Alexander Balanov and Mark Greenaway from Loughborough University expand: “Whilst travelling through the vdW material, the ultrasonic acoustic wave does not destroy the crystal, only slightly deforms it, which means the structure can be thought of as a system of “springs”. By knowing the speed of sound from measurements and how these springs respond to the deformation, we can extract the relative strength of the covalent forces between the atoms and the vdW forces between the layers. If we apply so-called density function theory with the help of high performance computers we can numerically estimate these forces for different stacking configurations and suggest how to tune the elastic, electric and even chemical properties of different polymorphs of vdW materials”

Wenjing continues: “A good analogy for our findings can be made by thinking about pancake and Yorkshire pudding!  Both foods are made from the same mixture: egg, flour and milk, but their different cooking processes give them different structures and properties. Although this is obvious in the macroscopic world, finding such differences in nanostructured materials due to subtle differences in vdW forces is surprising and exciting. This opens possibilities to tune vdW forces by stacking materials in different ways and at the same time non-destructively monitor the properties of these forces and their correlation with the physical and chemical properties of the  multilayer structure. By doing this, we will be able to design the material for purpose just like building Lego blocks as proposed by the Nobel Prize laureates Andre Geim and Konstantin Novoselov.”

Journal: Advanced Functional Materials
DOI: 10.1002/adfm.202106206
Method of Research: Experimental study
Subject of Research: Not applicable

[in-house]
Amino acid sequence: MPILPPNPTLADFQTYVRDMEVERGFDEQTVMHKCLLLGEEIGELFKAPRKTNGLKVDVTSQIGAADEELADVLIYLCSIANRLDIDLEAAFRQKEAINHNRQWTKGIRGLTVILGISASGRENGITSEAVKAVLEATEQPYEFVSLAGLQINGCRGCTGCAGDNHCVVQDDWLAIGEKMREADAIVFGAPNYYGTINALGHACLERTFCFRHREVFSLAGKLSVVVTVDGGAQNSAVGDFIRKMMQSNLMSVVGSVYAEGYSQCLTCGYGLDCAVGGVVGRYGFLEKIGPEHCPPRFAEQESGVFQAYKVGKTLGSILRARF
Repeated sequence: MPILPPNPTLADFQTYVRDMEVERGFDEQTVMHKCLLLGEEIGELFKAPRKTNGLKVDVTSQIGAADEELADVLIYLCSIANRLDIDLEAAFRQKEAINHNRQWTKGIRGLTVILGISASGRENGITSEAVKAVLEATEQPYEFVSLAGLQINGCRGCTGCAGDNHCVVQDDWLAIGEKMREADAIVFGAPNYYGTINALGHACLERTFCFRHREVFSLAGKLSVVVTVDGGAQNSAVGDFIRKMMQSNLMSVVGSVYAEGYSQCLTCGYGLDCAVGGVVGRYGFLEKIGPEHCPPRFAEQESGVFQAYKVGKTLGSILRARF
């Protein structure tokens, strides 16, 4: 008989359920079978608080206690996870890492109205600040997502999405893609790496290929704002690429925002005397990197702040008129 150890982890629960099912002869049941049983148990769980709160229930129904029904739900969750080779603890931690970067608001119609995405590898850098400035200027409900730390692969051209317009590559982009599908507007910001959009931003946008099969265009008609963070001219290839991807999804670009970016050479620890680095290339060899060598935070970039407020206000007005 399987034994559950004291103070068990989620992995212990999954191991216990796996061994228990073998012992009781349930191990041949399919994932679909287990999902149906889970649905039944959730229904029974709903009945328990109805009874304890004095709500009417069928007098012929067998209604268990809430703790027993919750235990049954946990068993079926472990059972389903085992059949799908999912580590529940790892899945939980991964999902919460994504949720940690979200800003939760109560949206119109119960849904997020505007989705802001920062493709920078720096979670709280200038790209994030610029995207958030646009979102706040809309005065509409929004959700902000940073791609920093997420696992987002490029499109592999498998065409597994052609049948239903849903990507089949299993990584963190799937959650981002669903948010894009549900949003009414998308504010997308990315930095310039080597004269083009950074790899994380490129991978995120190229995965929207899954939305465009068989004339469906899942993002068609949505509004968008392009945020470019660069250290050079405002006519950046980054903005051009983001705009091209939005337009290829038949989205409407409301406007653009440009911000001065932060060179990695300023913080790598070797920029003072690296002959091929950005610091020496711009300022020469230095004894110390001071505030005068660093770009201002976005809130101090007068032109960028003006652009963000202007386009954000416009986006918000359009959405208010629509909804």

Article Title: Nondestructive Picosecond Ultrasonic Probing of Intralayer and van der Waals Interlayer Bonding in α- and β-In2Se3
Article Publication Date: 9-Sep-2021

Media Contact

Emma Thorne
University of Nottingham
emma.thorne@nottingham.ac.uk
Office: 115-951-5798

Expert Contact

Wenjing Yan
University of Nottingham
wenjing.yan@nottingham.ac.uk

www.nottingham.ac.uk

Media Contact

Emma Thorne
University of Nottingham

All latest news from the category: Materials Sciences

Materials management deals with the research, development, manufacturing and processing of raw and industrial materials. Key aspects here are biological and medical issues, which play an increasingly important role in this field.

innovations-report offers in-depth articles related to the development and application of materials and the structure and properties of new materials.

Back to home

Comments (0)

Write a comment

Newest articles

Under arrest: Using nanofibers to stop brain tumor cells from spreading

Researchers from Japan develop a platform based on nanofibers to trap brain cancer cells as a therapeutic strategy. Our body heals its injuries by essentially replacing damaged cells with new…

New photonic chip for isolating light may be key to miniaturizing quantum devices

Light offers an irreplaceable way to interact with our universe. It can travel across galactic distances and collide with our atmosphere, creating a shower of particles that tell a story…

A traffic light for light-on-a-chip

Integrated photonics allow us to build compact, portable, low-power chip-scale optical systems used in commercial products, revolutionizing today’s optical datacenters and communications. But integrating on-chip optical gain elements to build…

Partners & Sponsors